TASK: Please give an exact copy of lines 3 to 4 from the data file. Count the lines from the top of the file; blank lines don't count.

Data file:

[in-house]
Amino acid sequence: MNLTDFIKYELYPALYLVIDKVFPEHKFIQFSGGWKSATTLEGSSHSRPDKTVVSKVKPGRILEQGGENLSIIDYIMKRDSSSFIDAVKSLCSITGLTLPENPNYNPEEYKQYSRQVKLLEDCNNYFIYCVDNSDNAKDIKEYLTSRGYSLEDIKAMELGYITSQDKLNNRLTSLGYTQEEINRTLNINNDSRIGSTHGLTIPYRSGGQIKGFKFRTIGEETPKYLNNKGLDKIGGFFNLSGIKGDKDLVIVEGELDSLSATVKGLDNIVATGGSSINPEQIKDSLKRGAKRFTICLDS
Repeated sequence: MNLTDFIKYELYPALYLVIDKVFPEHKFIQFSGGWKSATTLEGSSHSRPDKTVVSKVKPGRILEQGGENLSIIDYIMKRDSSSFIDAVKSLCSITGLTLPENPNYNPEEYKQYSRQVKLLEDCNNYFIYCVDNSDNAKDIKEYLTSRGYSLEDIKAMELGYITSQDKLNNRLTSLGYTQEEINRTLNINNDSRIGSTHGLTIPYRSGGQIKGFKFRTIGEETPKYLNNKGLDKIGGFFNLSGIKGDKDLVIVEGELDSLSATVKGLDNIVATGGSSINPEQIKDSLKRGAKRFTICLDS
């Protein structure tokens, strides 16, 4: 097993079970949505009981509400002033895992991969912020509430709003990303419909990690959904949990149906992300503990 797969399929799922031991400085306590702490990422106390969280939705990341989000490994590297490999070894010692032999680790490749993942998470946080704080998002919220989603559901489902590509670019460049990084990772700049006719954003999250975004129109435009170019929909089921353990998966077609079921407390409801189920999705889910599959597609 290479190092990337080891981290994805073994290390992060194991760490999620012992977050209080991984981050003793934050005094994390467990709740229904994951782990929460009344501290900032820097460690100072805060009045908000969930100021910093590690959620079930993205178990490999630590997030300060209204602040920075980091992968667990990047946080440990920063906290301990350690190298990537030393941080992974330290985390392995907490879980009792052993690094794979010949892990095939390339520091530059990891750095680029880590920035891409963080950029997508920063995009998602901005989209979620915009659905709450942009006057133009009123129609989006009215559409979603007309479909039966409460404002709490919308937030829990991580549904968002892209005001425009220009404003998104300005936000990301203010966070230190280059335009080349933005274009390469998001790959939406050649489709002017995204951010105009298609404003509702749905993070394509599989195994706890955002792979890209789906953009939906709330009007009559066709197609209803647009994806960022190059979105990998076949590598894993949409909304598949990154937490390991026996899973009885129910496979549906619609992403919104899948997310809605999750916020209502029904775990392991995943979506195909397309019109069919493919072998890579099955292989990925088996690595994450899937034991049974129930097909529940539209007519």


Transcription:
Repeated sequence: MNLTDFIKYELYPALYLVIDKVFPEHKFIQFSGGWKSATTLEGSSHSRPDKTVVSKVKPGRILEQGGENLSIIDYIMKRDSSSFIDAVKSLCSITGLTLPENPNYNPEEYKQYSRQVKLLEDCNNYFIYCVDNSDNAKDIKEYLTSRGYSLEDIKAMELGYITSQDKLNNRLTSLGYTQEEINRTLNINNDSRIGSTHGLTIPYRSGGQIKGFKFRTIGEETPKYLNNKGLDKIGGFFNLSGIKGDKDLVIVEGELDSLSATVKGLDNIVATGGSSINPEQIKDSLKRGAKRFTICLDS
């Protein structure tokens, strides 16, 4: 097993079970949505009981509400002033895992991969912020509430709003990303419909990690959904949990149906992300503990 797969399929799922031991400085306590702490990422106390969280939705990341989000490994590297490999070894010692032999680790490749993942998470946080704080998002919220989603559901489902590509670019460049990084990772700049006719954003999250975004129109435009170019929909089921353990998966077609079921407390409801189920999705889910599959597609 290479190092990337080891981290994805073994290390992060194991760490999620012992977050209080991984981050003793934050005094994390467990709740229904994951782990929460009344501290900032820097460690100072805060009045908000969930100021910093590690959620079930993205178990490999630590997030300060209204602040920075980091992968667990990047946080440990920063906290301990350690190298990537030393941080992974330290985390392995907490879980009792052993690094794979010949892990095939390339520091530059990891750095680029880590920035891409963080950029997508920063995009998602901005989209979620915009659905709450942009006057133009009123129609989006009215559409979603007309479909039966409460404002709490919308937030829990991580549904968002892209005001425009220009404003998104300005936000990301203010966070230190280059335009080349933005274009390469998001790959939406050649489709002017995204951010105009298609404003509702749905993070394509599989195994706890955002792979890209789906953009939906709330009007009559066709197609209803647009994806960022190059979105990998076949590598894993949409909304598949990154937490390991026996899973009885129910496979549906619609992403919104899948997310809605999750916020209502029904775990392991995943979506195909397309019109069919493919072998890579099955292989990925088996690595994450899937034991049974129930097909529940539209007519």